Plans for the Future

What we hope to do

Investigating the Infirmary

The Infirmary was excavated by St John Hope and recorded in SAC  XLIX and he reported that ‘little else than its foundation is left’ (p.70) but that ‘owing to the wholesale clearance of the site not a stone is left to give any clue as to the nature of pillar, arch or superstructure.’  However of significance among the details he does give is a reference to a chamber on the southern side at the eastern end which was ‘traversed by the drain of the first rerefdorter’ and which ‘probably served as the domus necessaria of the infirmary’ (art.cit.p.70).  His report includes lots of details about the alterations that were carried out to the building.

Apart from this archaeological report no record appears to exist of the plans or drawings or finds associated with this excavation.

The GPR Survey carried out in 2008 reveals the outline of the infirmary to varying depths from surface level up to 2000mm.  The images suggest that the walls and pillars and chambers are clearly delineated.

The sloping artificial bank that at present exists to the south of the outline of the infirmary is of interest in so far as when and why it was constructed and what it may contain and especially what it may reveal about the original floor level or possible undercroft the infirmary.

An archaeological investigation involving the Infirmary need not be extensive or overly intrusive, but specific questions could be answered through cross sections through the bank to the south or selective trenches or pits.  There is the possibility to also locate the outflow and direction of the culvert or drain from the west-east drain of the First Reredorter and possibly any associated drain from the speculative domus necessaria of the Infirmary.

We believe that all this suggests that a project devoted to increasing our knowledge of Lewes Priory Infirmary would be well worthwhile. It may also feed into the work done by others on medieval hospitals in the UK (Brian Moffat at Soutra et al). 

It is crucial that any investigation comes with the backing of Historic England. It has said:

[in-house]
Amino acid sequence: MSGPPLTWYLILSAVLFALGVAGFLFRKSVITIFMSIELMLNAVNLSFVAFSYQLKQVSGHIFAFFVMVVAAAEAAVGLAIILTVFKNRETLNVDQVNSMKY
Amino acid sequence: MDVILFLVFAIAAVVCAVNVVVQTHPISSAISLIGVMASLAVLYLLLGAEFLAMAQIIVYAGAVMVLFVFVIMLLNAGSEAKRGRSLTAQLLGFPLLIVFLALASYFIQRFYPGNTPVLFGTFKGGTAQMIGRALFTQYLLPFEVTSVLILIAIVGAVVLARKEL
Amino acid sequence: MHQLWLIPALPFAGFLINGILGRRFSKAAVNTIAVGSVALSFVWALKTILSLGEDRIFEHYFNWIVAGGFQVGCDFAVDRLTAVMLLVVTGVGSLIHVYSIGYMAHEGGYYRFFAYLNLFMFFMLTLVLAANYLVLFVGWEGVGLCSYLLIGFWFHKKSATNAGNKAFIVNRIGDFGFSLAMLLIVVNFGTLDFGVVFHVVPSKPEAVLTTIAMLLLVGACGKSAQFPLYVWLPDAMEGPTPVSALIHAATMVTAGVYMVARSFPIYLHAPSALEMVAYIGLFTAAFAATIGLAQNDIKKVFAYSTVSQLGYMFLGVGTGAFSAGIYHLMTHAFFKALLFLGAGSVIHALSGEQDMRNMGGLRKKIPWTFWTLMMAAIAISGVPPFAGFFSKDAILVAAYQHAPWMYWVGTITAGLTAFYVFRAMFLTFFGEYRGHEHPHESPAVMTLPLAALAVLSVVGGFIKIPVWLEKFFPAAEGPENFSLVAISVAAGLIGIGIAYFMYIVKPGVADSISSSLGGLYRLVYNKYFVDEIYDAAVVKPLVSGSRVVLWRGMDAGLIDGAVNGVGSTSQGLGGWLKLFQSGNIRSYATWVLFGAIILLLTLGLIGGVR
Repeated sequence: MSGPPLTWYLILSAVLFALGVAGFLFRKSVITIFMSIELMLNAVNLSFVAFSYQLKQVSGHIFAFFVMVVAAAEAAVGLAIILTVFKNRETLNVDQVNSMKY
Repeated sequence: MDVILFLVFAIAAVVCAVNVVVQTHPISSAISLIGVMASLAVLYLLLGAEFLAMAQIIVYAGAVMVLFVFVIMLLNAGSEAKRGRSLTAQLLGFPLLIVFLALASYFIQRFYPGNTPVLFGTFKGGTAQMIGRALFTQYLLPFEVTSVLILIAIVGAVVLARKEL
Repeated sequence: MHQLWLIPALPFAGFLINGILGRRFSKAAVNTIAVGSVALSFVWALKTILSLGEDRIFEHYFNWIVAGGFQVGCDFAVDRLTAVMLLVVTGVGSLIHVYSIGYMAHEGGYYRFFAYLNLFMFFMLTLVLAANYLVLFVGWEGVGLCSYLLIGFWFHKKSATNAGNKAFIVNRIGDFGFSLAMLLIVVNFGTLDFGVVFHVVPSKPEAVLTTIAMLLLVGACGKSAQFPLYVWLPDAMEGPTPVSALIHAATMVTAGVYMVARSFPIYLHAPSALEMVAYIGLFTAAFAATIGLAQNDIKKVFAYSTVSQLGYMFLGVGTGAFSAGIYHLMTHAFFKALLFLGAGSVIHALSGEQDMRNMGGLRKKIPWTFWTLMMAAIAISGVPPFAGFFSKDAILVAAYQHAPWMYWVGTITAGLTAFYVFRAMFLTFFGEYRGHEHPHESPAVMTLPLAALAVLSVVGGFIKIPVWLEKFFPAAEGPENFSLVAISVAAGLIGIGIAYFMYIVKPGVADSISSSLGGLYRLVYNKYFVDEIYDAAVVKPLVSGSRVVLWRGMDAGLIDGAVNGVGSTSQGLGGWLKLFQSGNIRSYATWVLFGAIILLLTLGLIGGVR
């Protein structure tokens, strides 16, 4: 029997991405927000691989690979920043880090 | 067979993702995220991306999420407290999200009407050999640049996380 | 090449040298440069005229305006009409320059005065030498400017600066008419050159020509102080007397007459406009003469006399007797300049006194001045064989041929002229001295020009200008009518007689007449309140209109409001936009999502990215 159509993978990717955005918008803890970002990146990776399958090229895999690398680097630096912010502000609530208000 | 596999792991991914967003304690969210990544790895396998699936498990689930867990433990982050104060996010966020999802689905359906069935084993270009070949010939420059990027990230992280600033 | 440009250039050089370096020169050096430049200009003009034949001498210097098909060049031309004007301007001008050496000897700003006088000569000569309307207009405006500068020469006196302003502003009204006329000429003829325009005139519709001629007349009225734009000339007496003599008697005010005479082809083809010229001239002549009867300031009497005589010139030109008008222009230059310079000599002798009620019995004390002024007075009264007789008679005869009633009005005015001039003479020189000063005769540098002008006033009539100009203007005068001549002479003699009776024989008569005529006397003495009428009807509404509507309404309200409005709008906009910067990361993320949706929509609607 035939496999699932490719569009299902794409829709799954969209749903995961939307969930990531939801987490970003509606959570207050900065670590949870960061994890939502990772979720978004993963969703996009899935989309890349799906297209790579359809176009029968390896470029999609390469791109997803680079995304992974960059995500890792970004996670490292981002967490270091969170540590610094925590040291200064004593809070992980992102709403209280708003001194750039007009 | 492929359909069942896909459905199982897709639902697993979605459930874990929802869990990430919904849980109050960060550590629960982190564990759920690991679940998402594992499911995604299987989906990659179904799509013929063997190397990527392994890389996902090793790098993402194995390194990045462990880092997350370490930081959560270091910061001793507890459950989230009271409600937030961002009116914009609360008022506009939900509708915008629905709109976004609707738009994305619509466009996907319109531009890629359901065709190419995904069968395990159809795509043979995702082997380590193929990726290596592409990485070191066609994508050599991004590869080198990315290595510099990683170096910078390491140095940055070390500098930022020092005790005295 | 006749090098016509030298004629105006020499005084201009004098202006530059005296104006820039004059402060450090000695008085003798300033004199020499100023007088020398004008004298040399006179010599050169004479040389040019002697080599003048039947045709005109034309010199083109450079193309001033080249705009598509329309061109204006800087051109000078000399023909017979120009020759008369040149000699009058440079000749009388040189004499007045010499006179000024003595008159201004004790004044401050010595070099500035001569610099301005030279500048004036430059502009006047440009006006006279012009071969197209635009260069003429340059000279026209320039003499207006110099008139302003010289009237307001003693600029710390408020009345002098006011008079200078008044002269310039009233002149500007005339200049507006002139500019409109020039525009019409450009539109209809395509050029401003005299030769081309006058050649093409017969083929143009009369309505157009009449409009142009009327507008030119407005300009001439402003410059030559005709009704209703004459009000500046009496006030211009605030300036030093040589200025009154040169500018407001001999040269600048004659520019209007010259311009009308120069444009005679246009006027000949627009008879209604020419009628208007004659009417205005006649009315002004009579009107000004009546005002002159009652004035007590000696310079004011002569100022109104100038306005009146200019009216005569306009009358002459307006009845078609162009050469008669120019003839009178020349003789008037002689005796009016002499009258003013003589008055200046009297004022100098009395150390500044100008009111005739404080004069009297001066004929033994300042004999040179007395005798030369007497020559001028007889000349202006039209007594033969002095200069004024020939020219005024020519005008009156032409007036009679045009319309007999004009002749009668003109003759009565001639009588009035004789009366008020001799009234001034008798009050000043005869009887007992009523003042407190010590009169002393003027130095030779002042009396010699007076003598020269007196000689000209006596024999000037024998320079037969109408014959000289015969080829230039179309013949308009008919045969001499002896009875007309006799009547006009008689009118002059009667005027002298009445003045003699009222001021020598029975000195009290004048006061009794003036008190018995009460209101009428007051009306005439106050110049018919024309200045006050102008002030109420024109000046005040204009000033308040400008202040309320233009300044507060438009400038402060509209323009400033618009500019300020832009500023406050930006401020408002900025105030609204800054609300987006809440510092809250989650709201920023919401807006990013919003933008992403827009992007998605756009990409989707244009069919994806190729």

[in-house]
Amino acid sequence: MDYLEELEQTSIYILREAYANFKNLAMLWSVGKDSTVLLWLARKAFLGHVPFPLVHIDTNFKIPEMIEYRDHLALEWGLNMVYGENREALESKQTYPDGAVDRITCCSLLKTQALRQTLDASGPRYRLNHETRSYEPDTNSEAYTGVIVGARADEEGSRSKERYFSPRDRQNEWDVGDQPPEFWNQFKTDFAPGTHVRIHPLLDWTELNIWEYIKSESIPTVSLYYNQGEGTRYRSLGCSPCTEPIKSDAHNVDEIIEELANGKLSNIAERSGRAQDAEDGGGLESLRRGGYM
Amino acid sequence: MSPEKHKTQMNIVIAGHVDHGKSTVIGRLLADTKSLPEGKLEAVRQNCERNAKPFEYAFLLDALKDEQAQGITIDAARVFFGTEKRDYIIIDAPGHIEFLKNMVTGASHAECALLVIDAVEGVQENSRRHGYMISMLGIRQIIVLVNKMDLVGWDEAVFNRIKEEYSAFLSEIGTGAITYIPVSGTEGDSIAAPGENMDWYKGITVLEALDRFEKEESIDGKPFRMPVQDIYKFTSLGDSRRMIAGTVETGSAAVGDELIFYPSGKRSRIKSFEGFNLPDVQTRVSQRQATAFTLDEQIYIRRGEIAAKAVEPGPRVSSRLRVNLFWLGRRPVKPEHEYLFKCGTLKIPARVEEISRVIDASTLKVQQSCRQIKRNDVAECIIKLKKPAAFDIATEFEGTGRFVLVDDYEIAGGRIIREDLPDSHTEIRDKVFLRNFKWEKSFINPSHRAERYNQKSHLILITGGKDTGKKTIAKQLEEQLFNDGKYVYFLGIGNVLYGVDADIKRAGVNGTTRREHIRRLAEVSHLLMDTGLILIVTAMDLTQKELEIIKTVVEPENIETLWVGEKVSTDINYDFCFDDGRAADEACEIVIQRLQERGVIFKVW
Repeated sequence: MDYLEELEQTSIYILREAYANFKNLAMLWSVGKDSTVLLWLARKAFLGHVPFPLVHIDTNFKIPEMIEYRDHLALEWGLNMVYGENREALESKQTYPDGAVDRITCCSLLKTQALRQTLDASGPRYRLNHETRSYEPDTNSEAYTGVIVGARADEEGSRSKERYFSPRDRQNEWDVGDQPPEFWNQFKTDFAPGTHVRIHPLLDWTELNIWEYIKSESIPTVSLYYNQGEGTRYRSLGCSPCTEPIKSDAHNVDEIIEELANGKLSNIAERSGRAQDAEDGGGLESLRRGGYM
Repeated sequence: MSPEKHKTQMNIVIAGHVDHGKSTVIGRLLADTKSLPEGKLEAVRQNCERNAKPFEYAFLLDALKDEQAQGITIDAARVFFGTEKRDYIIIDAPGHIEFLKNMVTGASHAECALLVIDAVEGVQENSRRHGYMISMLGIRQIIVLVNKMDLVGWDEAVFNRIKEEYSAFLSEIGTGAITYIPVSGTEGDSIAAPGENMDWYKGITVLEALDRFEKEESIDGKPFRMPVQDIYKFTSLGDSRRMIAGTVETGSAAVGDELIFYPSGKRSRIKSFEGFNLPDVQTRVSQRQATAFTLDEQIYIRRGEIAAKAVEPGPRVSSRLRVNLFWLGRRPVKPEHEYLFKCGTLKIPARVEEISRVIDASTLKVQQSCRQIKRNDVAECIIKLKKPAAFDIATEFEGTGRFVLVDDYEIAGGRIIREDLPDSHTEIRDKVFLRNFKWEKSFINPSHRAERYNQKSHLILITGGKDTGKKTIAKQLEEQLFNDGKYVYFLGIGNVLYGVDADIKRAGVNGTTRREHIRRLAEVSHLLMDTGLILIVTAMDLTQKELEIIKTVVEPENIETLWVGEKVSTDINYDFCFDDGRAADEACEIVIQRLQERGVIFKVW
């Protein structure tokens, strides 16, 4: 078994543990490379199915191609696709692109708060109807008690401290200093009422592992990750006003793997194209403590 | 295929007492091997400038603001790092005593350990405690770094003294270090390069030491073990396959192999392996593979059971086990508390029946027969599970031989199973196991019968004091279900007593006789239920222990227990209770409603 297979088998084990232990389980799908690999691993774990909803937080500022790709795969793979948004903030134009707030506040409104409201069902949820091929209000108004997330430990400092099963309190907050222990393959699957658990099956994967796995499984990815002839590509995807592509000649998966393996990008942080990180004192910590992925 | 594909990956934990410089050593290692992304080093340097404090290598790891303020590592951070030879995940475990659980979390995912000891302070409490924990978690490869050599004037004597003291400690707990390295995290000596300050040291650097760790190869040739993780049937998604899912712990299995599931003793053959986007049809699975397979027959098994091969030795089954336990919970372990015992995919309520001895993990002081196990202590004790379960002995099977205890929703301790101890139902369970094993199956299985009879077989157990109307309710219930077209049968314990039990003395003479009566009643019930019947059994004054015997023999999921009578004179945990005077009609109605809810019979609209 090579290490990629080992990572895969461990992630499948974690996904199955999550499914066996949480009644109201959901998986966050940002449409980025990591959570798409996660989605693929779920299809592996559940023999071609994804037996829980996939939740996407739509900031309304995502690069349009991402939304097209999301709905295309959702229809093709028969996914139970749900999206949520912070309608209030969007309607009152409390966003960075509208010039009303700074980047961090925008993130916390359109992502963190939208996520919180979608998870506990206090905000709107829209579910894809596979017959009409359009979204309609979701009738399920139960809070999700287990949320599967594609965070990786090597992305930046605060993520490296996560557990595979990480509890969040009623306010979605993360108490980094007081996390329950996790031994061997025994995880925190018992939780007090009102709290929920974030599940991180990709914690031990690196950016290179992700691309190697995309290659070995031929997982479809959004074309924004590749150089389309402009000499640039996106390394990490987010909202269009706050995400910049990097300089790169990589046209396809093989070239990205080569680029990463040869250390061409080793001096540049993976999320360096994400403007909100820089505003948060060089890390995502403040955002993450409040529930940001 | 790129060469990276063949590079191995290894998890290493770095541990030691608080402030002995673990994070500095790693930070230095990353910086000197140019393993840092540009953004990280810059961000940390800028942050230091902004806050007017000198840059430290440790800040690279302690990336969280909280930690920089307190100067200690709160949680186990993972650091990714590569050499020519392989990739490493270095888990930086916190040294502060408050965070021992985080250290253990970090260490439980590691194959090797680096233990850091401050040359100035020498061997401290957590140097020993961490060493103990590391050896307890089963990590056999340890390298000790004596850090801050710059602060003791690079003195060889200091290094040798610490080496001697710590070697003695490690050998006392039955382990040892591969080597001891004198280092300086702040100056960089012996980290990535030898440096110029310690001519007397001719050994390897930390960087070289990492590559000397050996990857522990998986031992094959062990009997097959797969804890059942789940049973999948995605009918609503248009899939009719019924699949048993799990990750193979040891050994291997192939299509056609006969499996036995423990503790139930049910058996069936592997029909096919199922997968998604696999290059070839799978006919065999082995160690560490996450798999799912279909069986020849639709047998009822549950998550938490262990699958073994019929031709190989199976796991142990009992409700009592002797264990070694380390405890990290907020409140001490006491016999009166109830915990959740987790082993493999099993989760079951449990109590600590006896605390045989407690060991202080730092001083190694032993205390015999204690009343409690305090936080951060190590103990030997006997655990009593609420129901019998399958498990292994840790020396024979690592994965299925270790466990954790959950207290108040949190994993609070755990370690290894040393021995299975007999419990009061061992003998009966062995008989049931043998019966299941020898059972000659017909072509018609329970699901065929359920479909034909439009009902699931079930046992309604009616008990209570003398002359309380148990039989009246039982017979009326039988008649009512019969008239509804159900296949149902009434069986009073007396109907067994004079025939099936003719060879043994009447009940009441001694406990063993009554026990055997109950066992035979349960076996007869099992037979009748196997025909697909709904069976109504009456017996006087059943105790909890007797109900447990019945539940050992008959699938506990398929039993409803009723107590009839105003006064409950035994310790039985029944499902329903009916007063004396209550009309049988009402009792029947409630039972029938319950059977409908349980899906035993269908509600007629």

We highly appreciate Lewes Priory Trust’s extraordinary efforts thus far in investigating Lewes Priory (e.g. laser scanning, archive collation). And we commend the considerable amount of effort and expertise that has been given – both in bringing the site back into a good state of preservation, and opening it to the public for their appreciation. 

In its response HE is  encouraging us to develop proposals to demonstrate that the works will have a realistic potential to answer nationally (or at least regionally) important questions. We are continuing to put together a programme which will do this with an appropriate timetable. Once we have detailed approval from Historic England we can turn to the matter of raising the considerable funding which will be required.

 

Cluniac World Heritage Classification

Lewes Priory is a member of the European Federation of Cluniac Sites (FESC) which has launched a bid for UNESCO recognition of a selected number of its members as World Heritage Sites. Lewes is amongst the 50 locations ( and the only UK site) which have applied for registration. If successful, this bid will have far reaching consequences for the status of Lewes Priory (on a par with Stonehenge & Skara Brae) and its ability to secure funds for projects. Link to FESC website

 

Wildflowers in Priory Park

In 2021 the Trustees decided to develop an area of wildflowers on the bank above the herb garden. Advice has been sought fro Wildflower Lewes and, if funds can be raised, this will be realised in 2022. We have been fortunate that LPT member Jennifer Healey who owns a small drinks business called Buckingtons Ltd which makes Priory Punch has offered to donate a share of the profit on sales in Lewes. 

Priory Punch information and ordering details